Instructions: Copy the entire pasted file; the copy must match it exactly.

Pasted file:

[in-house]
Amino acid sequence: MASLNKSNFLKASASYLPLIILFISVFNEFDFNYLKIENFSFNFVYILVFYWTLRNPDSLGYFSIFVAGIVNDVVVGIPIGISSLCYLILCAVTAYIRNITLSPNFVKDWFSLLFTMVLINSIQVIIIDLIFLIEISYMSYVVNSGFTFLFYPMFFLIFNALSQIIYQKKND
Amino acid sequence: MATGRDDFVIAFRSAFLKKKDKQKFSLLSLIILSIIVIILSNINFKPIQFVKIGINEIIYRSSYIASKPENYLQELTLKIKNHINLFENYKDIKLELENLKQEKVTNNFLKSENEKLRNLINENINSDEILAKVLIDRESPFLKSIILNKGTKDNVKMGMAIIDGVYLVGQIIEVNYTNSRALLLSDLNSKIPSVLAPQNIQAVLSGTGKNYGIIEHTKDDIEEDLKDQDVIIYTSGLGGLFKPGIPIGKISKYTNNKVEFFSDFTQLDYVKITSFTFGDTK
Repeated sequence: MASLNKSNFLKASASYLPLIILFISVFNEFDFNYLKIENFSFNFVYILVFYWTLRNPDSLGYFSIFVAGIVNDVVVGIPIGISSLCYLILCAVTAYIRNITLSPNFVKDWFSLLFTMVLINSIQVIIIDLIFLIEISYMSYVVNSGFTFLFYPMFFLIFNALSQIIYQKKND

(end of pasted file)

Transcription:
[in-house]
Amino acid sequence: MASLNKSNFLKASASYLPLIILFISVFNEFDFNYLKIENFSFNFVYILVFYWTLRNPDSLGYFSIFVAGIVNDVVVGIPIGISSLCYLILCAVTAYIRNITLSPNFVKDWFSLLFTMVLINSIQVIIIDLIFLIEISYMSYVVNSGFTFLFYPMFFLIFNALSQIIYQKKND
Amino acid sequence: MATGRDDFVIAFRSAFLKKKDKQKFSLLSLIILSIIVIILSNINFKPIQFVKIGINEIIYRSSYIASKPENYLQELTLKIKNHINLFENYKDIKLELENLKQEKVTNNFLKSENEKLRNLINENINSDEILAKVLIDRESPFLKSIILNKGTKDNVKMGMAIIDGVYLVGQIIEVNYTNSRALLLSDLNSKIPSVLAPQNIQAVLSGTGKNYGIIEHTKDDIEEDLKDQDVIIYTSGLGGLFKPGIPIGKISKYTNNKVEFFSDFTQLDYVKITSFTFGDTK
Repeated sequence: MASLNKSNFLKASASYLPLIILFISVFNEFDFNYLKIENFSFNFVYILVFYWTLRNPDSLGYFSIFVAGIVNDVVVGIPIGISSLCYLILCAVTAYIRNITLSPNFVKDWFSLLFTMVLINSIQVIIIDLIFLIEISYMSYVVNSGFTFLFYPMFFLIFNALSQIIYQKKND